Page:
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Dr. Poune Saberi: “Fossil fuels are dead”

August 10, 2014

On July 30, 2014, Dr. Poune Saberi traveled from Philadelphia to Washington, D.C. to testify at a public hearing on the EPA Clean Power Plan. Others have traveled farther to testify at EPA hearings, like the retired coal miner who traveled 1,300 miles from Harlan County, Kentucky, to testify in Denver, Colorado, pleading, “We’re Dying, Literally Dying For You To Help Us.” Others earned headlines for testifying from a faith-based perspective: “At EPA Hearing, Religious Leaders Call Carbon Pollution ‘An Affront To God.’

Dr. Saberi’s quiet authority stems from her work as a doctor and public health researcher; it generated no headlines. But when a physician who has witnessed sudden death and the struggle for life connects that witnessing to the fight for our climate, the resulting testimony is powerful and cogent. Read on:

EPA Clean Power Plan Testimony

Pouné Saberi, MD, MPH

July 30, 2014

Washington, DC

There is a Dakota saying that goes like this: “ When you find yourself riding a dead horse, dismount.” (1)

My name is Dr. Poune Saberi and I am a physician in Occupational and Environmental Medicine and a faculty member at the Hospital of the University of Pennsylvania. I am here to say: fossil fuels are dead and we must dismount.

The Clean Power Plan (2) is a key life-saving move and I want to thank EPA for their initiative. I want to tell you about a first encounter with a patient that I will never forget. The initial visit started out routine, but when I asked if she had any children, her eyes welled up and she began telling me the story of her 17 year old son destined for college with scholarship, raised as an only child by this single mother. One day she received a call that he had an asthma attack and was taken to the emergency room. This time the asthma attack proved to be fatal and she never even had a chance to speak to him before he stopped breathing.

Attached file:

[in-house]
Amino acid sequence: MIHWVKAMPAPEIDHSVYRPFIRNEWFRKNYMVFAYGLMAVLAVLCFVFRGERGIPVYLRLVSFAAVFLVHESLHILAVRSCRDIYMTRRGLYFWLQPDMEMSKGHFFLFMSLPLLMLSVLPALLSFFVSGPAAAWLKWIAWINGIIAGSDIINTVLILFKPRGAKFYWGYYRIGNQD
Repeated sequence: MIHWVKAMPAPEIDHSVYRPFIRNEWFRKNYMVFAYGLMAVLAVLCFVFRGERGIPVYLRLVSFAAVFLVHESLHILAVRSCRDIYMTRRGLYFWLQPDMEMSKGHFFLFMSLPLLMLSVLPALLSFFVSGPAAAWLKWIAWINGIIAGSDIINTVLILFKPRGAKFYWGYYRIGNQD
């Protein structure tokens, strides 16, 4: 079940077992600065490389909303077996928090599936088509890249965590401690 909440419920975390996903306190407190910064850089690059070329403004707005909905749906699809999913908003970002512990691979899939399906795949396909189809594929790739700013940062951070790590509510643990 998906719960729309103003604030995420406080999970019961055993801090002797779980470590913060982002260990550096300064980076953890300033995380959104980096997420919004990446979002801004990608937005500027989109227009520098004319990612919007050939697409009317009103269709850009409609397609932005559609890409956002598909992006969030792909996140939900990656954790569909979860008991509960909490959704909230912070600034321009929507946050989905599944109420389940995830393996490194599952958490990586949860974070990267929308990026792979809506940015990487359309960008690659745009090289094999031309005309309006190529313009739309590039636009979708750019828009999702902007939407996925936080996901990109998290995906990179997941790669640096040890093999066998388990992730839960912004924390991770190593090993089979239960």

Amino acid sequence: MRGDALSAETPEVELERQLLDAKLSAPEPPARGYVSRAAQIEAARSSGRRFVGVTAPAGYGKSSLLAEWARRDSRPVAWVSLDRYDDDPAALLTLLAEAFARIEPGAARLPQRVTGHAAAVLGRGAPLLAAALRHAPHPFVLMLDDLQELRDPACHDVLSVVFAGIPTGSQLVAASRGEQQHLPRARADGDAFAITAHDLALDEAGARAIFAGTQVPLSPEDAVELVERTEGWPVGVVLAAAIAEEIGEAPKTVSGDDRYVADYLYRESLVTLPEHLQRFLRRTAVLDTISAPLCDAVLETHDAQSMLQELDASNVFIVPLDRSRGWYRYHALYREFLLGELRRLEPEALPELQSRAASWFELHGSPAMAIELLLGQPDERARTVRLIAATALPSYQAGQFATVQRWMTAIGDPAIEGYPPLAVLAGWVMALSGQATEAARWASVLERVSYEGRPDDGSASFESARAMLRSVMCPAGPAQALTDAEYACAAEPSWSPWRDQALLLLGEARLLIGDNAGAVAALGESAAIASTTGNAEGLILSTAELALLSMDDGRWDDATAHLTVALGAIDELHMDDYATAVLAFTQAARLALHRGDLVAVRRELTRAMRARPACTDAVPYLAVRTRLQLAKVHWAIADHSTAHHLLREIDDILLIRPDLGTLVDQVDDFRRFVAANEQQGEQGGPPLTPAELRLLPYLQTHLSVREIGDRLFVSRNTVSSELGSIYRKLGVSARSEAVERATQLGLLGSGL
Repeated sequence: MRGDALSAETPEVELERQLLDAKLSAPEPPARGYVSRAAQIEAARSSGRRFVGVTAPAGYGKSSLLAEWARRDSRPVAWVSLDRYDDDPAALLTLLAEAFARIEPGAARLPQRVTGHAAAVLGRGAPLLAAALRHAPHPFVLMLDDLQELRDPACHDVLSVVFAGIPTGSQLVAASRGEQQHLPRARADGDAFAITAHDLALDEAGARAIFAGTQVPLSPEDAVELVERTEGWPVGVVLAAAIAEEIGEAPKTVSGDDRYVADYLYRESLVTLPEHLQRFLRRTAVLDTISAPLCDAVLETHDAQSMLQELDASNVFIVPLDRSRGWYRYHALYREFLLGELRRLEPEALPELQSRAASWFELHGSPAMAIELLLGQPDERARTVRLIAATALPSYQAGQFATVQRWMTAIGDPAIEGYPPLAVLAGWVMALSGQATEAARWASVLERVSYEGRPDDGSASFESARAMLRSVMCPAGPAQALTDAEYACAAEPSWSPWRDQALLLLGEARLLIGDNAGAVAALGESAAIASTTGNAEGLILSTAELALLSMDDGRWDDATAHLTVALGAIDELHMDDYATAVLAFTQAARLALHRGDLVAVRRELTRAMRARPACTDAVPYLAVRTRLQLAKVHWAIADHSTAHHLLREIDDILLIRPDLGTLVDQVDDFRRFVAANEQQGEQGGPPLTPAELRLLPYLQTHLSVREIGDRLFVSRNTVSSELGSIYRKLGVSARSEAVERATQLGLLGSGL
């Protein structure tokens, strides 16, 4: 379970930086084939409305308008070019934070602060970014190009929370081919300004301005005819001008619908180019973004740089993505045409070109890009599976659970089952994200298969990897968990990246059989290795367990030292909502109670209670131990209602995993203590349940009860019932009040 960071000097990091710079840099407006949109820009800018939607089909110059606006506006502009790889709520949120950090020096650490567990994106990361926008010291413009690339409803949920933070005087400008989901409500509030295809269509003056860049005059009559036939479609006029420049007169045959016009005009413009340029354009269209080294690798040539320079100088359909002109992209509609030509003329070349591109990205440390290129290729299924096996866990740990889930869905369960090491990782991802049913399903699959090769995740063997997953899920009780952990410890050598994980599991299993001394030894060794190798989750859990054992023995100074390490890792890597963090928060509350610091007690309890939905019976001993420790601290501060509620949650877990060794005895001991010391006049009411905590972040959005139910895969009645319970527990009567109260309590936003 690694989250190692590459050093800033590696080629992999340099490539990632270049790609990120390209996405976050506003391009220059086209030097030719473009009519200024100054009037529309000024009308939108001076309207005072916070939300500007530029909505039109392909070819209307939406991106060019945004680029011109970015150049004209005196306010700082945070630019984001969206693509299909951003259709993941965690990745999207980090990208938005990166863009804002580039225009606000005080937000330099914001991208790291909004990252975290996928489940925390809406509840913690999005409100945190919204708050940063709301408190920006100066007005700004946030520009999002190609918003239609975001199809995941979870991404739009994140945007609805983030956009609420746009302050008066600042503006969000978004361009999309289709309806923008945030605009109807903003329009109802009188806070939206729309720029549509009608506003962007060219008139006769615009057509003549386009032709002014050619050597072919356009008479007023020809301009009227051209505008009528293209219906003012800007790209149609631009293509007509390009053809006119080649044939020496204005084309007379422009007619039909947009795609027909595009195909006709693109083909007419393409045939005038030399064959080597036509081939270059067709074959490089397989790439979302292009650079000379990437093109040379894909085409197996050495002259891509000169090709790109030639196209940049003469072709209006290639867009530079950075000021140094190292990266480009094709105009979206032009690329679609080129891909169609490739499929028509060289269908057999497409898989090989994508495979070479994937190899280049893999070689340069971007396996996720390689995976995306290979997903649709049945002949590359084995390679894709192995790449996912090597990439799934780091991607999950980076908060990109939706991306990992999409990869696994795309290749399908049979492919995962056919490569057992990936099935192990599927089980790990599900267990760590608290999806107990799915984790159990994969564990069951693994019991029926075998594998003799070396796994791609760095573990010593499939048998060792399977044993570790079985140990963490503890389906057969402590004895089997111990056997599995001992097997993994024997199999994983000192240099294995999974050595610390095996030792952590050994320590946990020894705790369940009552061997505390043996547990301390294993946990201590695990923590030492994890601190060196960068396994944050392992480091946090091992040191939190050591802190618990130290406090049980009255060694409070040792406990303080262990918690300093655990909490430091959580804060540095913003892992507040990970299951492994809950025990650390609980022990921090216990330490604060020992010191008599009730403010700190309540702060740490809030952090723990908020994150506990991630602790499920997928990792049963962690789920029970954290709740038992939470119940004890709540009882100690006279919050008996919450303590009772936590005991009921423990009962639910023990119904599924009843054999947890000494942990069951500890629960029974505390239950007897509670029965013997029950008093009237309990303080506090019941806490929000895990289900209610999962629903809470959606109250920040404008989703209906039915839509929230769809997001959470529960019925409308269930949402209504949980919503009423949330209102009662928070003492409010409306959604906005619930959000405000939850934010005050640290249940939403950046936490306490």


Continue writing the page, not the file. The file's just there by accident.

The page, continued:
Forty-four percent of all asthma hospitalizations are for children. (3)  I practiced primary care for ten years before specializing in Occupational and Environmental medicine. I have seen the wide spectrum of patients hurt by exposure to outdoor air pollution. Seeing the alarmingly rapid and shallow breathing of an infant is not an experience you would want to voluntarily take part in. It is heart breaking when the vulnerable among us unfairly take a large hit from our actions.

Unacceptable Sacrifices

At the other end of the spectrum are the workers in the fossil fuel industry. I live and work in Pennsylvania where methane gas development has exposed many of the workers to volatile organic compounds, silica sand and radioactive material. A 26-year-old worker died in southwestern Pennsylvania when a methane gas well exploded. This is why I am here today. When industry focuses on profits over health, it is up to us to raise our voices against these unacceptable sacrifices.

August 6, 2014: DEP Details Cause Of Fatal Greene Co. Gas Well Fire. Photo: Pittsburgh CBS Local

I commend EPA for introducing this rule. However, this is just an introduction – an introduction to a promising direction as a society if we all agree to make the efficiency proposal much more stringent and the focus on non-combustibles much more robust.

Here are the strong points of the Clean Power Plan:

  • The co-benefits. That means when CO2 is reduced many other air pollutants are also reduced, like SO2, NOx and Hg. These outdoor pollutants are considered carcinogenic. Therefore, when there are less of them, there is less lung cancer, less bladder cancer, less memory loss.
  • Less carbon dioxide means lower utility bills. That is always good for everyone’s pockets.
  • Lowering CO2 equals lowering green house gases in the atmosphere and addressing the impacts CO2 has on global heating. Less ocean acidification helps fisheries; less extreme weather patterns help agriculture and commerce. And lastly, mitigating climate change will have its own health benefits by reducing the ferocity of floods, tornadoes and hurricanes.

There are many things in our world today we cannot fix. This one we can.

Here is what I believe this rule has ignored: